“The Current Population Survey (i.e. Census) has always been a terrible way to measure the uninsured,” says Larry Levitt, senior vice president at the Kaiser Family Foundation. “The survey is done in the February to April period every year, but asks about insurance coverage from the prior year. The measure of the uninsured is theoretically the number of people who were uninsured for all of the previous year, but researchers have known for quite some time that it doesn’t really seem to be measuring that, because of the way people answer the questions. It seems to be more like a measure of the number of uninsured at a point in time, but it’s of course always been ambiguous what point in time.”

Another problem with the CPS is that its great strength—the detailed questions about type of insurance, and so on—made the old questionaire somewhat obsolete. Going forward, for example, it’s important to know whether people got coverage through one of the new marketplaces. But to do that, the survey has to have a question about the marketplaces, which didn’t even exist until this year. For these reasons, the Census Bureau decided to overhaul the survey, designing new questions that would help clarify previous ambiguities and produce information that reflects how insurance works under Obamacare. Apparently they opted against including a small sample with the old questions, just to preserve the ability to make comparisons, figuring then both sets of data (new questions and old) would be less reliable as each one's sample size got smaller.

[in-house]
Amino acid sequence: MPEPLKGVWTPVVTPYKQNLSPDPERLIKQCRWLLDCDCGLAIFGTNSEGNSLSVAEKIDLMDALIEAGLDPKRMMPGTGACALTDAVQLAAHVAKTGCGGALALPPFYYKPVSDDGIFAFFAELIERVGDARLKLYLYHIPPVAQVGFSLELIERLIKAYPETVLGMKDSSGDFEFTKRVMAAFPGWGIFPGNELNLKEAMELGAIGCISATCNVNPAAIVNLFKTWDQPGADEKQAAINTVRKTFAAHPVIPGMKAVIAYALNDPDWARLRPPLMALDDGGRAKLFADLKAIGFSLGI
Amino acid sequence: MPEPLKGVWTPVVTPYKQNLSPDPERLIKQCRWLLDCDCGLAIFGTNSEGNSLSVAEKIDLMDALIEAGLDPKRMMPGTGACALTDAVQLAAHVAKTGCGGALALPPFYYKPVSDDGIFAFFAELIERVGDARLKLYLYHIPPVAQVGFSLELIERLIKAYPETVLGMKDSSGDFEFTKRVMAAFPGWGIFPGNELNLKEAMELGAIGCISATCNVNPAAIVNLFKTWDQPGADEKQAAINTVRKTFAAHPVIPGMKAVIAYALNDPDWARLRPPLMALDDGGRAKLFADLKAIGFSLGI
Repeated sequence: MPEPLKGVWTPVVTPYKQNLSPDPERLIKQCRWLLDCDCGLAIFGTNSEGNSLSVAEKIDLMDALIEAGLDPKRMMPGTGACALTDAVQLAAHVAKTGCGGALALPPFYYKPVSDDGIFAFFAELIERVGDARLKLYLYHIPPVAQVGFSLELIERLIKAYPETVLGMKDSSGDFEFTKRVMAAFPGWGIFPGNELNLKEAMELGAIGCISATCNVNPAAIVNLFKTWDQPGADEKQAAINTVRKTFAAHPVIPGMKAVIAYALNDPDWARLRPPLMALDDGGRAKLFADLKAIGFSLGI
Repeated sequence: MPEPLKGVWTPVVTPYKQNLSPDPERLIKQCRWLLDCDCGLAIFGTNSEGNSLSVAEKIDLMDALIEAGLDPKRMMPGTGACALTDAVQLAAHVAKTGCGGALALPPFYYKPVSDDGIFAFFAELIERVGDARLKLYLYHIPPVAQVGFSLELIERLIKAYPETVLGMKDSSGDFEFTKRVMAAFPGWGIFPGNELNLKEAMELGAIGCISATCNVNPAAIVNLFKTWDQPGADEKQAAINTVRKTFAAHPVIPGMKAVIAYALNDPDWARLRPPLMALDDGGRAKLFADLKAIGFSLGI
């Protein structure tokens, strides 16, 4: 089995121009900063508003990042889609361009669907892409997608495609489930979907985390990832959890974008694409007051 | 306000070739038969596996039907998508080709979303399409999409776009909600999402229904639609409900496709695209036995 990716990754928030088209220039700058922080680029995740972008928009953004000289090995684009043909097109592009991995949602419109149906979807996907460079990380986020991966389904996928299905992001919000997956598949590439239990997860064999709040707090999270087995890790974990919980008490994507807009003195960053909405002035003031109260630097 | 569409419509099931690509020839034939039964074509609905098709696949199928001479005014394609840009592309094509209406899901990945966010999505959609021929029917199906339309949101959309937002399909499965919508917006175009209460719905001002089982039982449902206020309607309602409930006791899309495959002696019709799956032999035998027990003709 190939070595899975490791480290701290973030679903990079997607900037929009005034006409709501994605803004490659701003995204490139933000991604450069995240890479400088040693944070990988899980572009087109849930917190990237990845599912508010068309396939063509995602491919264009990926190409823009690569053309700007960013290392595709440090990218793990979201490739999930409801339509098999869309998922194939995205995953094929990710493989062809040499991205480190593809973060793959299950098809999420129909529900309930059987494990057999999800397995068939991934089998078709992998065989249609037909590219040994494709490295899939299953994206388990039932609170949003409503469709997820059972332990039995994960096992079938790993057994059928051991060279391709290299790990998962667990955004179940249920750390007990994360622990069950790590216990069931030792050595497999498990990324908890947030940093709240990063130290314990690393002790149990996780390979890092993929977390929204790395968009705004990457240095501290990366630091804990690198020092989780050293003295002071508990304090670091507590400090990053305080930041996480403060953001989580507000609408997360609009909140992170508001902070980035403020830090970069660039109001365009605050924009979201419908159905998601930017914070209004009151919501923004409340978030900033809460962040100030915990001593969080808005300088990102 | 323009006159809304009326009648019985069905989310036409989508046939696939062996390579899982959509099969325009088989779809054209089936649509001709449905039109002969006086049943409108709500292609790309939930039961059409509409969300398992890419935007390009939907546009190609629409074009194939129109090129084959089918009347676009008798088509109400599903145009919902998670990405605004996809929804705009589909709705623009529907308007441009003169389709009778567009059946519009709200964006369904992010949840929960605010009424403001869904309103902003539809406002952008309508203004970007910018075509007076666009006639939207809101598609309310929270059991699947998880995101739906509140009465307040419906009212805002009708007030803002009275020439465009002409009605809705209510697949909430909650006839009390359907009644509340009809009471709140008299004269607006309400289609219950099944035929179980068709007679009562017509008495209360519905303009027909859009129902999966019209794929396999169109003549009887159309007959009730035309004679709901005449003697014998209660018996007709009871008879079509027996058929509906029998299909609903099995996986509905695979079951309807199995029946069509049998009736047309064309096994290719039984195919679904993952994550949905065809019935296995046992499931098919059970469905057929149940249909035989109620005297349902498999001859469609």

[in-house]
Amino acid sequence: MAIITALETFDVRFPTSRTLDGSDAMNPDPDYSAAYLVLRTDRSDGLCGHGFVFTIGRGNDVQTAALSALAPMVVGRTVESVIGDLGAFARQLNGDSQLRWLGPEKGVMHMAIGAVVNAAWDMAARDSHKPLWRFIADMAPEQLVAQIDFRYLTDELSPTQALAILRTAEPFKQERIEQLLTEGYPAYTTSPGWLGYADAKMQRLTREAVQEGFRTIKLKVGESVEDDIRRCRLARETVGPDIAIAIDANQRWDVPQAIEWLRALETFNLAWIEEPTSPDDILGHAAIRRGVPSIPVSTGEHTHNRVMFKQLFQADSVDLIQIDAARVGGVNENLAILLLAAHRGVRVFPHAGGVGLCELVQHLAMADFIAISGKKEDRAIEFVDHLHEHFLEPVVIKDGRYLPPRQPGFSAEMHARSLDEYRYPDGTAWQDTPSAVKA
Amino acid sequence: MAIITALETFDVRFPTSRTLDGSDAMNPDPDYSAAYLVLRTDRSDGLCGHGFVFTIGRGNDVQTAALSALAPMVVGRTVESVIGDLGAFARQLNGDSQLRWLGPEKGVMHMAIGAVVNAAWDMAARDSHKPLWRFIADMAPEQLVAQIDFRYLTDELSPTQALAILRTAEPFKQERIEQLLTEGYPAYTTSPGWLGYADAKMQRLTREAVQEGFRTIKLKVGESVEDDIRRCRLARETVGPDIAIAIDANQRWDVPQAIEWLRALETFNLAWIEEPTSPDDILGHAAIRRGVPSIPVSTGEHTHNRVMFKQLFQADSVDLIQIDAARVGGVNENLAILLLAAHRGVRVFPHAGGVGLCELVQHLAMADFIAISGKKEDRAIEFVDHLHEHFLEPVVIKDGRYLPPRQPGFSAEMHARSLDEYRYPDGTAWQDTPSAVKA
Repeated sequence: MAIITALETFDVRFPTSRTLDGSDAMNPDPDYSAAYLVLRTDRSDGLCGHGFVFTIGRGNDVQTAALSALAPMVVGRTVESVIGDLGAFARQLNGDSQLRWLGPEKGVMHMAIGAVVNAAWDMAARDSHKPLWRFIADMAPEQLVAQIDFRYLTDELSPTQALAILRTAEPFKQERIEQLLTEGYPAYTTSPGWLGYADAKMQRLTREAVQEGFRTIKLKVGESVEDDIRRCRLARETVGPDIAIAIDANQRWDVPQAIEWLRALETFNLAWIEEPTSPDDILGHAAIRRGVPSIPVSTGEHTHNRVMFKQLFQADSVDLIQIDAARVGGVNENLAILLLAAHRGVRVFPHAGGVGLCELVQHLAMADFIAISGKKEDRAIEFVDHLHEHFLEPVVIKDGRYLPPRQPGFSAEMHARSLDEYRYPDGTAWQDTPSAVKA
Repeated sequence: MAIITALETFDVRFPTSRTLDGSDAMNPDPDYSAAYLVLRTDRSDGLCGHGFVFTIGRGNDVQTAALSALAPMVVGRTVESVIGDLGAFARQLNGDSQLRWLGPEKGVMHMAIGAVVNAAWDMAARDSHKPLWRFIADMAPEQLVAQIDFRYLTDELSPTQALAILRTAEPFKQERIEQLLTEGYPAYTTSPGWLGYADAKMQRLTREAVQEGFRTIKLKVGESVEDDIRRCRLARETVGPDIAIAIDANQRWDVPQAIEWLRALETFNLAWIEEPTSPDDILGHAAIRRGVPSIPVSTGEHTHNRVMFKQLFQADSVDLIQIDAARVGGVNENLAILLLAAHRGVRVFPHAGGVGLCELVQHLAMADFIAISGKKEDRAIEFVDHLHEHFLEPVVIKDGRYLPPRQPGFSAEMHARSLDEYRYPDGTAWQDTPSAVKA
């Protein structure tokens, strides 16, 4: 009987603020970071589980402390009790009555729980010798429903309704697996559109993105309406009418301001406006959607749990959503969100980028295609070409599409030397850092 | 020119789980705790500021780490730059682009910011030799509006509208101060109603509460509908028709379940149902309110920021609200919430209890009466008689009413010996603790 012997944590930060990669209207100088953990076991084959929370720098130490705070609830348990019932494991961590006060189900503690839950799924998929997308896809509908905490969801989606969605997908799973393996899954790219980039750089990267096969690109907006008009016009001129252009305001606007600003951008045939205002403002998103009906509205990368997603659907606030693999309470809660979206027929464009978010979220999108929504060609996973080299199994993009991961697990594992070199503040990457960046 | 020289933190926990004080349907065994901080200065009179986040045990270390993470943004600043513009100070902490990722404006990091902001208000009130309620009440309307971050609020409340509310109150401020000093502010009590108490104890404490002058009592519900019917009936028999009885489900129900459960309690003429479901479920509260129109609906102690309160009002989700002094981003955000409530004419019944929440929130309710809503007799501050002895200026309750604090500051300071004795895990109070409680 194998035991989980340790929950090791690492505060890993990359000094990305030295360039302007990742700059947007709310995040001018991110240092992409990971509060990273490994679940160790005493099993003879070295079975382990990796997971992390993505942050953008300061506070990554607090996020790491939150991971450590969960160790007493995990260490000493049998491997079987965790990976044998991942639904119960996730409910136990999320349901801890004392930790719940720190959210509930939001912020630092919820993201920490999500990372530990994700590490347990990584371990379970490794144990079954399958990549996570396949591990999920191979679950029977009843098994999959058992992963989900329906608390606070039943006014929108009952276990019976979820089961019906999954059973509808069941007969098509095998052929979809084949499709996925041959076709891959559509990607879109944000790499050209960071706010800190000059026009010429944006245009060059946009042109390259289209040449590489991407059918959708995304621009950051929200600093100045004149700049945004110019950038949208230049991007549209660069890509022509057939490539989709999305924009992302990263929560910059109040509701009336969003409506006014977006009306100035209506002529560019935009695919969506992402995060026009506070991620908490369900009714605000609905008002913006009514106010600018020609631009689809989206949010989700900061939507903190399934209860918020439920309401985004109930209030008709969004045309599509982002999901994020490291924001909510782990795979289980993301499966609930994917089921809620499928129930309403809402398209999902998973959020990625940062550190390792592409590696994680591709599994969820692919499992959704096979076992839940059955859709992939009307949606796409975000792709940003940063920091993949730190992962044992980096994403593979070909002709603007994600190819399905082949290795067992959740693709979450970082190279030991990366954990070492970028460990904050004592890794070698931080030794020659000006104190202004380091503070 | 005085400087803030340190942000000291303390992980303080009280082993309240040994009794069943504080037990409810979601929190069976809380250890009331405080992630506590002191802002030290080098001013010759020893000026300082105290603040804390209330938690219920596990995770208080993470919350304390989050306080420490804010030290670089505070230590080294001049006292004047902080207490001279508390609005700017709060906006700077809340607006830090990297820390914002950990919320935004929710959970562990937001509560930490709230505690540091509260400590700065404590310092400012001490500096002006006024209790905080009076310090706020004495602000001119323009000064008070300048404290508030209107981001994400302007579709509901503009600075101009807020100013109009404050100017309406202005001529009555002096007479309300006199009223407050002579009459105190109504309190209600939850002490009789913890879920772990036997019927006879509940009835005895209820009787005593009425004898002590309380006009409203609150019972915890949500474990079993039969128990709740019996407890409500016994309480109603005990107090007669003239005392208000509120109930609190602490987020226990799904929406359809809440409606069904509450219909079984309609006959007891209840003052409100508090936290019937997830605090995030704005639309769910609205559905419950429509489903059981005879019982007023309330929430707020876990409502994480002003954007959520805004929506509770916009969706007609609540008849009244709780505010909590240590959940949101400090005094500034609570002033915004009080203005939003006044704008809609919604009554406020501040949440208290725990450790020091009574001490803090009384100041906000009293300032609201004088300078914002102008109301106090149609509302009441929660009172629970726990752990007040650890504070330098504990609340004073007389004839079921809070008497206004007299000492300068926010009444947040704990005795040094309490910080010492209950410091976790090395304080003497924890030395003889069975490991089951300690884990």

That decision will clearly have some negative consequences. It means that the data coming out in the future, starting this October, won't look like the data that came out in the past. As Bloomberg View columnist Megan McArdle points out, making that kind of change in the middle of such an important transition is not typically a smart thing to do. And it's not just conservatives or libertarians unhappy with the transition. Scholars hoping to study health care trends over the long term, going back many years, just lost a valuable data source. "Altering the questions right now so that we can’t measure what’s going on is terrible," writes Aaron Carroll, the University of Indiana pediatrician and researcher. "If they were so bad they needed altering, a few years ago would have been better. Or, a few years from now. But right now? It’s killing me."